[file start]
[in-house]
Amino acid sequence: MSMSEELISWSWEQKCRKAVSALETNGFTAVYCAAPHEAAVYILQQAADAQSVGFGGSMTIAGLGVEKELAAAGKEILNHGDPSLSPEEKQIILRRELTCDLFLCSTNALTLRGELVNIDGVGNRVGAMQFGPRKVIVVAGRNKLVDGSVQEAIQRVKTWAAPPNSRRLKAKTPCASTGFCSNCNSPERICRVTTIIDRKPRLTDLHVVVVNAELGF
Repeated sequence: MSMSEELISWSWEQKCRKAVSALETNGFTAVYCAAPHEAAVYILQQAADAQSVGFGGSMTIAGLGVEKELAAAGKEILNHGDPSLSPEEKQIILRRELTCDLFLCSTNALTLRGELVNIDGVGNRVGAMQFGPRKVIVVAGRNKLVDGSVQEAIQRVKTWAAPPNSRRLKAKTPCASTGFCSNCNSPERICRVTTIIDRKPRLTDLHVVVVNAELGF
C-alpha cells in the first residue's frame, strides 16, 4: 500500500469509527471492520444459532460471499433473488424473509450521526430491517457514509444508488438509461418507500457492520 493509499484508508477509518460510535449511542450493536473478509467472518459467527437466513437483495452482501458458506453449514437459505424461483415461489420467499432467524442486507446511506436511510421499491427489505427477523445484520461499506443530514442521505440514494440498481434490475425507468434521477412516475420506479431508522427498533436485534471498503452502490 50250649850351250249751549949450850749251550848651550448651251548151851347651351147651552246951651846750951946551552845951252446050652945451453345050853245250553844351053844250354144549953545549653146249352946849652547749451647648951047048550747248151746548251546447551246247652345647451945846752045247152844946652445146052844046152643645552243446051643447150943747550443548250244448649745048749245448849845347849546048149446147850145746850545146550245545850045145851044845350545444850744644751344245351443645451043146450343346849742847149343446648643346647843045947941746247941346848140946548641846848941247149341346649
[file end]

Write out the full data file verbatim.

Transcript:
[in-house]
Amino acid sequence: MSMSEELISWSWEQKCRKAVSALETNGFTAVYCAAPHEAAVYILQQAADAQSVGFGGSMTIAGLGVEKELAAAGKEILNHGDPSLSPEEKQIILRRELTCDLFLCSTNALTLRGELVNIDGVGNRVGAMQFGPRKVIVVAGRNKLVDGSVQEAIQRVKTWAAPPNSRRLKAKTPCASTGFCSNCNSPERICRVTTIIDRKPRLTDLHVVVVNAELGF
Repeated sequence: MSMSEELISWSWEQKCRKAVSALETNGFTAVYCAAPHEAAVYILQQAADAQSVGFGGSMTIAGLGVEKELAAAGKEILNHGDPSLSPEEKQIILRRELTCDLFLCSTNALTLRGELVNIDGVGNRVGAMQFGPRKVIVVAGRNKLVDGSVQEAIQRVKTWAAPPNSRRLKAKTPCASTGFCSNCNSPERICRVTTIIDRKPRLTDLHVVVVNAELGF
C-alpha cells in the first residue's frame, strides 16, 4: 500500500469509527471492520444459532460471499433473488424473509450521526430491517457514509444508488438509461418507500457492520 493509499484508508477509518460510535449511542450493536473478509467472518459467527437466513437483495452482501458458506453449514437459505424461483415461489420467499432467524442486507446511506436511510421499491427489505427477523445484520461499506443530514442521505440514494440498481434490475425507468434521477412516475420506479431508522427498533436485534471498503452502490 50250649850351250249751549949450850749251550848651550448651251548151851347651351147651552246951651846750951946551552845951252446050652945451453345050853245250553844351053844250354144549953545549653146249352946849652547749451647648951047048550747248151746548251546447551246247652345647451945846752045247152844946652445146052844046152643645552243446051643447150943747550443548250244448649745048749245448849845347849546048149446147850145746850545146550245545850045145851044845350545444850744644751344245351443645451043146450343346849742847149343446648643346647843045947941746247941346848140946548641846848941247149341346649